It took only seven starts at the Double-A level this season for the Kansas City Royals to see that pitching prospect Jake Odorizzi was more than ready for the next level.
Odorizzi was promoted to Triple-A Omaha after posting a 4-2 record and 3.32 ERA in seven starts at Northwest Arkansas, and he hasn't slowed down in Omaha, either.
Odorizzi has a 3-0 record in four starts thus far for the Storm Chasers, posting a 2.25 ERA and 27 strikeouts in 28.1 innings, including 10 punch-outs in his last win on Thursday. Odorizzi could very well find himself in Kansas City before year's end.
There is no denying that 21-year-old Mexican pitcher Manny Banuelos has electric stuff—it's finding the plate consistently that's been the issue.
Unfortunately, Banuelos isn't working on anything right now, currently sitting on the disabled list for the second time this season with an elbow issue. Banuelos logged just 129 innings last season, issuing 71 walks in 27 starts, and has thrown just 24 innings thus far in 2012.
Banuelos is still not close to being major league-ready, but his stuff still keeps him high on prospects. If only he can stay healthy and establish command—ah, the bane of many young pitching phenoms.
Minnesota Twins third-base prospect Miguel Sano has a bat that can launch prodigious home-run blasts, but he also has hands that produce a whole bunch of errors as well.
Sano's offense is not a concern—20 home runs last year in 66 games at the Rookie League level, 14 homers thus far in 61 games at Single-A Beloit. But what is a concern is the 21 errors committed thus far by Sano in those games at the hot corner.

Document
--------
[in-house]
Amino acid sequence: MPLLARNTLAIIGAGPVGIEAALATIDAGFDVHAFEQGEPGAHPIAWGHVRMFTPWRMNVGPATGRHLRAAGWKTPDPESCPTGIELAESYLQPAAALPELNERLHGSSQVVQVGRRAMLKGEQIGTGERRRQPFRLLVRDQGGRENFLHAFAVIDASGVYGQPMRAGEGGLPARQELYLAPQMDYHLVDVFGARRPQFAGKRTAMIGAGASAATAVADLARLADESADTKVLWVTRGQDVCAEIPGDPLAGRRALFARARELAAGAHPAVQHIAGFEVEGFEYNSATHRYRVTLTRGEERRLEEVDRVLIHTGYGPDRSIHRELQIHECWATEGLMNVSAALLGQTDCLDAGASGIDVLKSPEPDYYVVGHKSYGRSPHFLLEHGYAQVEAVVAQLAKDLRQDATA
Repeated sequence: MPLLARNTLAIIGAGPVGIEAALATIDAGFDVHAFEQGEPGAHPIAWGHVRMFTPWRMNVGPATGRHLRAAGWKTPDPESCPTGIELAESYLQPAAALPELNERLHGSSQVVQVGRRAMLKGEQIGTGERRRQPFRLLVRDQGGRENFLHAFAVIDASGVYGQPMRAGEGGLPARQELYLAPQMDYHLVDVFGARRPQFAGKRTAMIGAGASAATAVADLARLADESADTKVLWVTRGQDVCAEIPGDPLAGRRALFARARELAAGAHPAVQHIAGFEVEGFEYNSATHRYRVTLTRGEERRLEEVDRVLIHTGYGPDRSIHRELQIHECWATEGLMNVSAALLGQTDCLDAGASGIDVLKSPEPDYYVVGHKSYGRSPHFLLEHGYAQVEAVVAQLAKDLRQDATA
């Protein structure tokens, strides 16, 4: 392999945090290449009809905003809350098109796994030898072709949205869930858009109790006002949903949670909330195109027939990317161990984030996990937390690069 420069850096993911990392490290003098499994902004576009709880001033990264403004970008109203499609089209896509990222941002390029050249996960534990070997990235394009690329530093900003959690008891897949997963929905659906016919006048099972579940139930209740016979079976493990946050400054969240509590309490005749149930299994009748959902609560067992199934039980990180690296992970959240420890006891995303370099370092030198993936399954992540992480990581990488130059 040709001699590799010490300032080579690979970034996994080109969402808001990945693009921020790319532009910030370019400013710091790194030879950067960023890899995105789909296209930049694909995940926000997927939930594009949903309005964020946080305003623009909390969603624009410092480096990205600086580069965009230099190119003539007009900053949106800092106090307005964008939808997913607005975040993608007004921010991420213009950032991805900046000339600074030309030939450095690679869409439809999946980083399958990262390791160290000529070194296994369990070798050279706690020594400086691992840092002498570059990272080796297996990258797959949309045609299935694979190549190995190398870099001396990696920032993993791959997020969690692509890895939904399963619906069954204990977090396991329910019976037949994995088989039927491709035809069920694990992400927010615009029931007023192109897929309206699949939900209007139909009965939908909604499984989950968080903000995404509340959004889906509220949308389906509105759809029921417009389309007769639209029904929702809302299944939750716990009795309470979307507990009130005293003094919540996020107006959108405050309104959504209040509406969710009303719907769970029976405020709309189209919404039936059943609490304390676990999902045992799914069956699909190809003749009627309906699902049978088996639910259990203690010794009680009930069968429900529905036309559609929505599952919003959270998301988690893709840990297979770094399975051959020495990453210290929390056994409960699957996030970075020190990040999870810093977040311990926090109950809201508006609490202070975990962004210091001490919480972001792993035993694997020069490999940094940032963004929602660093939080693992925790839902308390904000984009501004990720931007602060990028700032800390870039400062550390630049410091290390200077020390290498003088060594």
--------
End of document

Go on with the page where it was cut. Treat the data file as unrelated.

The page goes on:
Sano is just 19 years of age, so hopefully the defense can be fixed. The Twins certainly hope so, because thus far the bat has been impressive.
There isn't much that Pittsburgh Pirates outfield prospect Starling Marte can't do on the baseball field.
A potential five-tool star, Marte has a gun for an arm from center field, can hit the ball with power, can hit to all fields and can run, with 14 thefts thus far this season at Triple-A Indianapolis.
Once Marte is ready, he might actually force current center fielder Andrew McCutchen to a corner position. Considering McCutchen's offensive skills and Marte's developing bat, that's not a bad problem to have for the Pirates.
When first baseman/left fielder Jonathan Singleton was included in the trade that sent him from the Philadelphia Phillies to the Houston Astros for outfielder Hunter Pence, he immediately became the best prospect in the Astros farm system. His play on the field thus far in 2012 has done little to dissuade that notion.
With Double-A Corpus Christi, Singleton is hitting .295 with 11 homers and 40 RBI, showing a good eye at the plate as well with 37 walks and a .408 OBP. Singleton is getting time at both first and left field as well, so his versatility could prove very useful to the Astros in the very near future.
It's understandable that the Seattle Mariners and Florida Gators catcher Mike Zunino haven't talked much since he was selected as the third overall pick by the Mariners on Monday—he's been a bit busy trying to lead his Gators to the College World Series.